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Special Issue "The Advances and Challenges in Universal Health Coverage"

A special issue of International Journal of Environmental Research and Public Health (ISSN 1660-4601). This special issue belongs to the section "Health Care Sciences & Services".

Deadline for manuscript submissions: closed (31 December 2022) | Viewed by 1903

Special Issue Editor

Department of International Health and Collaboration, National Institute of Public Health, Saitama 351-0197, Japan
Interests: health service research; health care quality indicators; healthy aging; women’s health; rare/intractable diseases; global health

Special Issue Information

Dear Colleagues,

According to World Health Organization, Universal Health Coverage (UHC) means that all people have access to the health services that they need without financial difficulties, including the full range of essential health services, from health promotion to prevention, treatment, rehabilitation, and palliative care. The Sustainable Development Goals (SDGs), adopted in September 2015 as a successor to the Millennium Development Goals, look toward 2030 to set health sector goals not only for developing countries but also for developed countries, further strengthening international efforts toward "no one left behind”. SDG3 aims to "ensure the healthy lives and promote the well-being of all people of all ages". In this context, UHC is identified as Target 3.8: “Achieve universal health coverage, including financial risk protection, access to quality essential health-care services and access to safe, effective, quality and affordable essential medicines and vaccines for all".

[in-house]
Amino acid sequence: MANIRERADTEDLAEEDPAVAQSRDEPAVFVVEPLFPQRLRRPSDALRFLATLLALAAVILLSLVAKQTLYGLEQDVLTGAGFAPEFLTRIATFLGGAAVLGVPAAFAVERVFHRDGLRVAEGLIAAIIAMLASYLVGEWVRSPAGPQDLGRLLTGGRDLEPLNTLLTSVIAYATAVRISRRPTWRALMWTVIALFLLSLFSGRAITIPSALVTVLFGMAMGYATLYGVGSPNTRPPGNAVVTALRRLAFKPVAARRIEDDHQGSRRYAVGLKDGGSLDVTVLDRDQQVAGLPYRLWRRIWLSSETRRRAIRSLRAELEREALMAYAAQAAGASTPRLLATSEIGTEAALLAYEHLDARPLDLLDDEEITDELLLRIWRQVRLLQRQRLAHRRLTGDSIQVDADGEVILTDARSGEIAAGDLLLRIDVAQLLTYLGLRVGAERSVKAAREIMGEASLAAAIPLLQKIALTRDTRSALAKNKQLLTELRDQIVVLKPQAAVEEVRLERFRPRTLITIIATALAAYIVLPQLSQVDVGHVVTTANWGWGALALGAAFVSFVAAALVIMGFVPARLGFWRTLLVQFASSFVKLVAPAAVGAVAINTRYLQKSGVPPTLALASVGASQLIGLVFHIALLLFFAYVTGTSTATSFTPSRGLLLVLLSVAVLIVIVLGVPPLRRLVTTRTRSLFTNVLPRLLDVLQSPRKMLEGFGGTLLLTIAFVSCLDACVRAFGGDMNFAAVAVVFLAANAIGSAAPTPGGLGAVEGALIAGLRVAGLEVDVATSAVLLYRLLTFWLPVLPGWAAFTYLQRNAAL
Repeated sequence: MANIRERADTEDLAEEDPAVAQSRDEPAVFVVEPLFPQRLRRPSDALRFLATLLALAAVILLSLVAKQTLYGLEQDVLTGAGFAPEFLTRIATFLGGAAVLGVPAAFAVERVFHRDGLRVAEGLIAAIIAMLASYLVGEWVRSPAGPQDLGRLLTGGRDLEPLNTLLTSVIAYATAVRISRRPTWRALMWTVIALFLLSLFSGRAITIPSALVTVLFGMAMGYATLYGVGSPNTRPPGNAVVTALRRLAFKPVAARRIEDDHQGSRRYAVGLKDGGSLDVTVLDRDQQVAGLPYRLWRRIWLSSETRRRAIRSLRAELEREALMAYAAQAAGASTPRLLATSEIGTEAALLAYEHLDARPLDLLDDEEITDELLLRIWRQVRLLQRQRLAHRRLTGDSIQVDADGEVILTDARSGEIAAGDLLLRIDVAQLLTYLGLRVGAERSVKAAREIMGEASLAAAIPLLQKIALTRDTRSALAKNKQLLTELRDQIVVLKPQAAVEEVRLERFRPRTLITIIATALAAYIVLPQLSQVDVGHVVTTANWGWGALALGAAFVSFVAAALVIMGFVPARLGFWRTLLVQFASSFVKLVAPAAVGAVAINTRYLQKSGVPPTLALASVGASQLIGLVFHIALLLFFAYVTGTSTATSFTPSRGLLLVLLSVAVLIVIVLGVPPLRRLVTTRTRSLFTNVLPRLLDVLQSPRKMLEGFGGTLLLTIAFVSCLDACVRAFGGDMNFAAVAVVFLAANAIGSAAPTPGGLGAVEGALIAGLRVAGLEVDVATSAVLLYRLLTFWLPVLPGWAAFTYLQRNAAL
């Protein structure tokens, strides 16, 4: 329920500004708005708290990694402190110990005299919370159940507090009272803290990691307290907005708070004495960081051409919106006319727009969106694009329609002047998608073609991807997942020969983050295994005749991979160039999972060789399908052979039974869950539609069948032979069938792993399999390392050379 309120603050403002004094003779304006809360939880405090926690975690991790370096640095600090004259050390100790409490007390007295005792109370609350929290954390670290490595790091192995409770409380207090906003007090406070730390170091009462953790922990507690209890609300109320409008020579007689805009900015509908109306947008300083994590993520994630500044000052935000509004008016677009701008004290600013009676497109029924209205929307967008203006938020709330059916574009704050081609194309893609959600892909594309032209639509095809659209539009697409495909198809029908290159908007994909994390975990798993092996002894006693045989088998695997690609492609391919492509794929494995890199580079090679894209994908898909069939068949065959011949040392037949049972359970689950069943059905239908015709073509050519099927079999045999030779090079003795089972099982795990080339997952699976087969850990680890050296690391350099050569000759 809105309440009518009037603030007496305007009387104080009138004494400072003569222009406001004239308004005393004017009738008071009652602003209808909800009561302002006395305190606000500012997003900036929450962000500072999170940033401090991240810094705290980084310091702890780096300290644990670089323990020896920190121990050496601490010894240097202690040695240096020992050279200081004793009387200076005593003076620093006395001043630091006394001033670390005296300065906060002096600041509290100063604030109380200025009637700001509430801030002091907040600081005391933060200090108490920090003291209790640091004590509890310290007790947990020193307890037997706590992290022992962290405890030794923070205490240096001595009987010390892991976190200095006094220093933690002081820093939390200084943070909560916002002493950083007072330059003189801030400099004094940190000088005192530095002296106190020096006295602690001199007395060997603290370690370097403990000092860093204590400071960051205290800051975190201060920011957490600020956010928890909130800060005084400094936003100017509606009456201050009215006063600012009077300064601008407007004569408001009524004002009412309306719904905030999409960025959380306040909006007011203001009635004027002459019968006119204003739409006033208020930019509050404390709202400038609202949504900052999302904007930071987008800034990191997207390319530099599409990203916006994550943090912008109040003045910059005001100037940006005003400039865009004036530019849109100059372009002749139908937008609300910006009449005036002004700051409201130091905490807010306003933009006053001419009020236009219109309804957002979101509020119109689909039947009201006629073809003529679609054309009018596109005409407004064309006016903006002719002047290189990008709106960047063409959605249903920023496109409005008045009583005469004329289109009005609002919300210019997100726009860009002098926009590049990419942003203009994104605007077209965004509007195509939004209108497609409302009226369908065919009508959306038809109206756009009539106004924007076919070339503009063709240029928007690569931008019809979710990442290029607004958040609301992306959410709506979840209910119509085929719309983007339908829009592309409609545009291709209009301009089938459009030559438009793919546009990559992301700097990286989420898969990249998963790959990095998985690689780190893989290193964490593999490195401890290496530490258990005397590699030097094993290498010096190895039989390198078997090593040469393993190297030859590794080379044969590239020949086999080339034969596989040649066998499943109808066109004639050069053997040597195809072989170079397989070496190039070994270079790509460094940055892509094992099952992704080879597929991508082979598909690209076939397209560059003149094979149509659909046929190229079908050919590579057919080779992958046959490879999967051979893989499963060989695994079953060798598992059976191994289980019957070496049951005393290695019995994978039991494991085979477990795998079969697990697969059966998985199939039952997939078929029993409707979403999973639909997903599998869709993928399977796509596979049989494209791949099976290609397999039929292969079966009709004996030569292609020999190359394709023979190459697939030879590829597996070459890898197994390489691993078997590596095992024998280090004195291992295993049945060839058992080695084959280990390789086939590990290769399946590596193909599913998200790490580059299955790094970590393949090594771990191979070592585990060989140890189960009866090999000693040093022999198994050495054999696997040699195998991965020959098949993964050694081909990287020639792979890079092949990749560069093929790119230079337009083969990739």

In order to achieve SDG 3, "Health and Well-being for All," it is important to evaluate and monitor the status of health care in each country using uniform indicators. Yet, there are many difficulties, such as different health systems, differences in the implementation of surveys and statistics, and financial challenges. On the other hand, the rapid globalization of the world reminds us that health issues in other countries can also affect us, for example, the global COVID-19 pandemic. Additionally, we should not forget that health crises can more severely affect the most vulnerable people.